Public Law

There’s a new decision available on the Scotcourts website that might assist local authorities struggling with the Byzantine legislation governing school placing requests. The case was a placing request appeal in Edinburgh Sheriff Court, featuring your humble author as the solicitor for City of Edinburgh Council.

The decision is here, and it involves an issue of general importance which has been causing problems for several councils (and may affect others in the future).

That issue was whether the Council could defend itself at appeal stage on the grounds that accepting an extra child would make it necessary to employ an additional teacher, because the class would exceed the statutory limit of 25 pupils for P1. That limit was amended into the Class Sizes Regulations for this new school year, after councils lost a spate of placing request appeals when the 25 limit was only a policy preference.

The appellant argued that because a pupil placed by a Sheriff doesn’t count towards the 25 pupil limit for the purposes of the Regulations, no extra teacher would be needed if the appeal was successful – the “additional teacher” ground of refusal therefore did not exist, and so the appeal should succeed. In fairness, that argument is not as strange as it sounds, as the amendment to the Regulations failed to close the loophole that created the problem (even though the very same argument was responsible for some of the appeal defeats suffered by councils in recent years).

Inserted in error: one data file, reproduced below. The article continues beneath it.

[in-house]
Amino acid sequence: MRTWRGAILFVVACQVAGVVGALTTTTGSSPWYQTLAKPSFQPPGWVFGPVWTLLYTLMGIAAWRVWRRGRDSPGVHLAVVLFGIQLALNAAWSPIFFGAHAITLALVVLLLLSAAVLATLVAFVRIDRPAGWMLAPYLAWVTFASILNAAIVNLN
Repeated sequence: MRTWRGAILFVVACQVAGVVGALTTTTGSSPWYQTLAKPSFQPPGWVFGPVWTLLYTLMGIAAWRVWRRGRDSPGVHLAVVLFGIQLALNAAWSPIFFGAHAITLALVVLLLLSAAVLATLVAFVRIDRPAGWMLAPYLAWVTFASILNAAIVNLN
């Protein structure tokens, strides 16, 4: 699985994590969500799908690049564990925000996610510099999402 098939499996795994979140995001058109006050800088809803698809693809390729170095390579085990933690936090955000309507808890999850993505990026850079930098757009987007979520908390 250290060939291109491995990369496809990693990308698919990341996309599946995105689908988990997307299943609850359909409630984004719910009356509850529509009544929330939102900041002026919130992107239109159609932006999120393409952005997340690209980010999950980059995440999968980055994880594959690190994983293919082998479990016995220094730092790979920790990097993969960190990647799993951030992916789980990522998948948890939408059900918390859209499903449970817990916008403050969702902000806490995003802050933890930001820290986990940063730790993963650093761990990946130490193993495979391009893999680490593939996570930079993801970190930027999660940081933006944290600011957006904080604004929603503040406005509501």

We opposed that argument on the grounds that it would make the 25 pupil limit meaningless, and suggested an alternative interpretation of the statute that would allow councils to defend decisions taken on the “additional teacher” ground (both before Appeal Committees and Sheriffs).

The Sheriff agreed with our suggested approach, and so his decision might be useful for other councils faced with the same argument in future. However, since one Sheriff’s decision is not binding on another, nothing is guaranteed!

Charles Livingstone

Partner at Brodies LLP
Charles works with a broad range of commercial, public sector, charitable and individual clients, advising them on public law issues including judicial review, human rights, information law and the powers and duties of local and other public authorities. He is named by Chambers & Partners in both Competition Law and Administrative & Public Law.
Charles Livingstone

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